"You can make illusions," Akari noted. Changing some words on a page seemed a hell of a lot easier than making helicopters from scratch.

Elend raised a finger. "Temporarily. Each technique requires a constant flow of mana to sustain itself. And these techniques are never permanent. They weaken with distance and time."

Akari chewed on that. "And if someone took memories, then what's up with the dreams?"

"Aye." Elend nodded. "Here's the thing about memories—they aren't just sitting in a vault waiting to be retrieved. Memories are recreated each time you access them. A Knowledge Artist can place blocks in your mind to prevent certain neurons from firing, but your subconscious can find ways around them. Especially when you let it wander, like when you're sleeping, or in the heat of battle."

That part made sense, at least.

"And when your subconscious realizes what's going on, those lost memories might manifest as obsessions."

"And that's why you're here," Akari said. It was the same reason Mazren had found her and taken her into his home. The same reason she and Kalden had become Mana Artists. They'd all known in their bones that something was wrong, even if they couldn't explain why.

Elend nodded. "If my theory were stronger, I might have brought an army to liberate this island. My dreams were my only evidence. Until now. We don't have all the answers, but several things are clear. You and your family were once Mana Artists, and someone stole that from you."

Family. The word left her feeling dizzy, turning her blood to ice. Akari had already suspected she'd been a Mana Artist in some past life. But this?

If the Grandmaster was right, then her parents had once been married. They'd loved each other, and they'd loved her. They'd been a real family, and someone had ripped them apart.

Akari and Mazren had been living a lie with a barrier between them. What if he'd never chosen to marry Noella? What if 'their' daughter wasn't even his?

And her mother ... Talek. Emiri had been a Mana Artist once too, but someone had stripped her of her power, sending her to a place where she'd be murdered by thugs.

Her eyes burned, but she didn't stop the tears. The memories of her family were gone, but the feelings were all she had left.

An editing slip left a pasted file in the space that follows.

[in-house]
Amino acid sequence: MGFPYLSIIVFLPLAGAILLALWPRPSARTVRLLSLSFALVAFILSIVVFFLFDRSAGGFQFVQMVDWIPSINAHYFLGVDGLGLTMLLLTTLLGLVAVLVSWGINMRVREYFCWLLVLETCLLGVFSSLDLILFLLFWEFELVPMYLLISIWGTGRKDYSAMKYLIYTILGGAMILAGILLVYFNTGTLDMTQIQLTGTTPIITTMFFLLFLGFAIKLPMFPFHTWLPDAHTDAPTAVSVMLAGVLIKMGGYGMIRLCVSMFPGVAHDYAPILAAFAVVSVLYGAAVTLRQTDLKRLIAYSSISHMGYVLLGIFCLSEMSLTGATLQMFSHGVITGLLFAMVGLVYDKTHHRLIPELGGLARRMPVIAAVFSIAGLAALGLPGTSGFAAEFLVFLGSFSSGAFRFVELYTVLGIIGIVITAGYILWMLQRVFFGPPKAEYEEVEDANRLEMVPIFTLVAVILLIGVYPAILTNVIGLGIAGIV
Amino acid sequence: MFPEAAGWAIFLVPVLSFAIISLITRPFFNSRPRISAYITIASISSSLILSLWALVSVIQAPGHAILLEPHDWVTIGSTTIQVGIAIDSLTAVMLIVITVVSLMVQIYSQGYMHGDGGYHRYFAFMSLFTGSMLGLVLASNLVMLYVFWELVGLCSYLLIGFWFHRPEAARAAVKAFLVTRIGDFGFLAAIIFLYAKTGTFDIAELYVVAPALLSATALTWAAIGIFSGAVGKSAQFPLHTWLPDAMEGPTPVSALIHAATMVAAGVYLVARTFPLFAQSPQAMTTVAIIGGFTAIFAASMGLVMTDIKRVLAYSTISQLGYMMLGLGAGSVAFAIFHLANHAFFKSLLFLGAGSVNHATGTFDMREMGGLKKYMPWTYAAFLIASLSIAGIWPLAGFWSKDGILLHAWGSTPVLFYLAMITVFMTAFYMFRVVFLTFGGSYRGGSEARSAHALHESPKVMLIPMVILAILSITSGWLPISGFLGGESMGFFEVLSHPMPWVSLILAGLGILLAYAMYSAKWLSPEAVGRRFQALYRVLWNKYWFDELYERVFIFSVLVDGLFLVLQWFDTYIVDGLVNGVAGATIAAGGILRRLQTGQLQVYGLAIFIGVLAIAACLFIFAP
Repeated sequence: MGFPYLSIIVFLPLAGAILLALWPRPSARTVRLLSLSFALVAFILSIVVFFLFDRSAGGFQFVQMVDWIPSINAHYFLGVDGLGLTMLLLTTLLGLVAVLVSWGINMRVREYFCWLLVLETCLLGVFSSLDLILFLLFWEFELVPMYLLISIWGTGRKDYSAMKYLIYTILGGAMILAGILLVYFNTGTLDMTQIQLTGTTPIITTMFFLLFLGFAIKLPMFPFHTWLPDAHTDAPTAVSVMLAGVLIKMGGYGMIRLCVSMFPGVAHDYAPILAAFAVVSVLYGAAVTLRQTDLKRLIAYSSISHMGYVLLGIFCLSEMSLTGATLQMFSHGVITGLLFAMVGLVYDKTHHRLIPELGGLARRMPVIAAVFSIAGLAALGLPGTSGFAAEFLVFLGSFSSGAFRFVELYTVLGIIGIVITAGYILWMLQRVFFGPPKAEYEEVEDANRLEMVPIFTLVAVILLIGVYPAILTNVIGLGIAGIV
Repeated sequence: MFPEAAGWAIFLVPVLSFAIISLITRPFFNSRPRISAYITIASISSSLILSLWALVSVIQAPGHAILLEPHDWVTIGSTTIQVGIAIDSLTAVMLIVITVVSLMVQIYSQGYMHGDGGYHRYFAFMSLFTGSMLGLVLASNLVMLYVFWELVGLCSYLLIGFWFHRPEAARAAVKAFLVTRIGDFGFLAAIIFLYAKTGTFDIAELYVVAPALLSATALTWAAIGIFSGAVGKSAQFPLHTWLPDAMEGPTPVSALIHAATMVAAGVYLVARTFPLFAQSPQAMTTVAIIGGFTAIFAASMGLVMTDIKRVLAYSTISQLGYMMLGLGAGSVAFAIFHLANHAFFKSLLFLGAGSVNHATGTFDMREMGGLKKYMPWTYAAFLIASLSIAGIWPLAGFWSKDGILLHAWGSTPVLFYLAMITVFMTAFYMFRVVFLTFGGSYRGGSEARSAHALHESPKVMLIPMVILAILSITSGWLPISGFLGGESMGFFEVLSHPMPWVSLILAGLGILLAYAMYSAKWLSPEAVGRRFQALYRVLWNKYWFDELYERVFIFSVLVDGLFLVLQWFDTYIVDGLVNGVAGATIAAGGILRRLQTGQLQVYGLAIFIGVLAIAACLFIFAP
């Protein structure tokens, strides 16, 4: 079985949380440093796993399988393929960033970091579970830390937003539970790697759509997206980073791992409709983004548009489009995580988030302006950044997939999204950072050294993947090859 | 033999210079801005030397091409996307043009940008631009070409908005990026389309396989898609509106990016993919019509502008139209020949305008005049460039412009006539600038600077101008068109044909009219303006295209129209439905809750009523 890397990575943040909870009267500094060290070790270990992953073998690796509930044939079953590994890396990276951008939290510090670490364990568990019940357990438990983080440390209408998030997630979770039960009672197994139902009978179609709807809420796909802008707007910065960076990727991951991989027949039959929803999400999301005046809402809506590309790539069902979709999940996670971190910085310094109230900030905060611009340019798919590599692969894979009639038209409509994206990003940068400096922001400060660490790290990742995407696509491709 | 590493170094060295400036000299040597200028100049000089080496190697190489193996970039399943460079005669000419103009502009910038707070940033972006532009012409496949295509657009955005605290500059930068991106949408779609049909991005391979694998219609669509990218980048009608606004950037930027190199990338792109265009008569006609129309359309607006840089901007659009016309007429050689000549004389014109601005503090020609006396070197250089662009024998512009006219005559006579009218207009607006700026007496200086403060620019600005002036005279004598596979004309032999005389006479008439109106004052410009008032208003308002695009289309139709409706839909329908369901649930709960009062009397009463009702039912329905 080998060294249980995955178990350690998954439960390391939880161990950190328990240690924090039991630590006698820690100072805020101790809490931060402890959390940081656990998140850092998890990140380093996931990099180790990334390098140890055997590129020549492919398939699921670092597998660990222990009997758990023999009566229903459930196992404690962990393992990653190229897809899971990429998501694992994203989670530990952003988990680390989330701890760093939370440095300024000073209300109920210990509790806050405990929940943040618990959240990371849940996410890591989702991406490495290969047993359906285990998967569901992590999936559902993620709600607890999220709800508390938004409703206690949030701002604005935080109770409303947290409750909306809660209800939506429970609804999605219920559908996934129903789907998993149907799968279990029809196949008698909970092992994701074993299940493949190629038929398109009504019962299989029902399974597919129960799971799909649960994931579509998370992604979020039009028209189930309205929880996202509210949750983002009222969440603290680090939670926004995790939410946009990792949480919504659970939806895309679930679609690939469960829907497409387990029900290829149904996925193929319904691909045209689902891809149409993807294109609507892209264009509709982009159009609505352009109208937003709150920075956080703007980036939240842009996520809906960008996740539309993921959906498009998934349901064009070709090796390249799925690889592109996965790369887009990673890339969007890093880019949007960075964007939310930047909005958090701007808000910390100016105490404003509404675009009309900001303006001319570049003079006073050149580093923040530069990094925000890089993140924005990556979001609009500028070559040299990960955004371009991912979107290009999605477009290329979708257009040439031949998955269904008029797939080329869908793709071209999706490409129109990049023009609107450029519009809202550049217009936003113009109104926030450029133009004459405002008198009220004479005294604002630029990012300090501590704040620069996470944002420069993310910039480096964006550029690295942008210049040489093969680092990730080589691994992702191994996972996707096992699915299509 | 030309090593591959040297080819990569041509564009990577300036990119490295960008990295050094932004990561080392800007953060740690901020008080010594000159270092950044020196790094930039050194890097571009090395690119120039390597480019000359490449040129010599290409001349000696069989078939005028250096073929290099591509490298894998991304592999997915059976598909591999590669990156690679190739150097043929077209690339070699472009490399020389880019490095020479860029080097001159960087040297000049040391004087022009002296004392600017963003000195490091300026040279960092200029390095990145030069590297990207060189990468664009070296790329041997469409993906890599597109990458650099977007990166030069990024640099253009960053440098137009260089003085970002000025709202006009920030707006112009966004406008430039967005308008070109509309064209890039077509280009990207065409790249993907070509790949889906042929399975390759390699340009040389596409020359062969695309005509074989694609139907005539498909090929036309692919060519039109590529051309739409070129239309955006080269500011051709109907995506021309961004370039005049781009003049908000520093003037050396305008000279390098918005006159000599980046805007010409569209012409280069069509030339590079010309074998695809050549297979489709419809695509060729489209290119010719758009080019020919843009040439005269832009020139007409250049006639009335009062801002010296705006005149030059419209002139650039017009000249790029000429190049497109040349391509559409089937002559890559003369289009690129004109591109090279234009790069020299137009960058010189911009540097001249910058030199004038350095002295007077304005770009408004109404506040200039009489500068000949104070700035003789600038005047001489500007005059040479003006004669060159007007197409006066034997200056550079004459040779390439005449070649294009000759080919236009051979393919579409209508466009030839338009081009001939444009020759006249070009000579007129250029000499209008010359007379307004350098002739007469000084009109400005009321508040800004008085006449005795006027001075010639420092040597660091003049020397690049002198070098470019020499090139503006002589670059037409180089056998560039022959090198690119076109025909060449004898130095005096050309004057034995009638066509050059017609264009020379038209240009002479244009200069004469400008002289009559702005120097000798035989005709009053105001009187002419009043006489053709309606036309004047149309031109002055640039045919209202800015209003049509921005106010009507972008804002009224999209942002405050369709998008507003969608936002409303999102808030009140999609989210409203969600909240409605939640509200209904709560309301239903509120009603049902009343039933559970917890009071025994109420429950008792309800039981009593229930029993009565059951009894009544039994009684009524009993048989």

Worst of all, they hadn't just done this to Akari's family. There were over a quarter-million people in the Archipelago. How many of them were victims, caught in the same web as her?

The ice turned to fire in her blood, swirling into a raging inferno. She'd felt guilty for killing those Martials in the forest, but those were just ordinary soldiers following orders. Akari might have been one of them if she'd been born Silver or Gold.

But somewhere out there, a powerful Mana Artist lurked in the shadows, stealing their power, their memories, and their very identities. Why? She couldn't say. But one day, Akari would return to this island. She'd free Mazren and all the others they'd left behind.

But she wouldn't stop there. She would find the Mana Artist who did this. She would train for every waking moment until she was strong enough to defeat him.

"Well." Akari let out a long, shaky breath. "Too bad you're no closer to finding the truth."

Elend's look was sympathetic as he took in her pain. He didn't pry, but she assumed he could read between the lines.

"That's not true," he said. "I have you and Kalden now."

She shrugged. "Sounds like we know even less than you."

"Oh, I disagree. You have your dreams, and those dreams are the key to all this."

Akari frowned, not bothering to hide her skepticism. "But dreams aren't memories. How do we know we're not just making stuff up?"

"Because," Elend said. "My mana is good for more than just party tricks. I can help you unlock your mind, and the memories you've lost. Separate the fact from the fiction. Then, perhaps we can untangle this web of secrets once and for all."

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A note from David Musk
Thanks for reading everyone! Like I mentioned last week, this was the final chapter for Book 1. If you haven't already, please consider giving the book a rating or review! 
 
Regarding Book 2:
 
Whenever I finish a book, I have a tradition of taking a few weeks off from my regular "chapter writing" routine. Instead, I'll spend that time working out the plot outline and character arcs for the next book, and maybe doing some practice sessions and/or mini-projects along the way. Switching things up like that helps me to avoid burnout, and it gives my subconscious time to brainstorm ideas without any pressure.
 
Still, I plan to have the first few chapters of Book 2 on Patreon before the end of this month. That means they should be up on RR sometime in early November.
 

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About the author

David Musk

Bio: Hey everyone. I'm a web developer and fantasy writer from Grand Rapids, MI.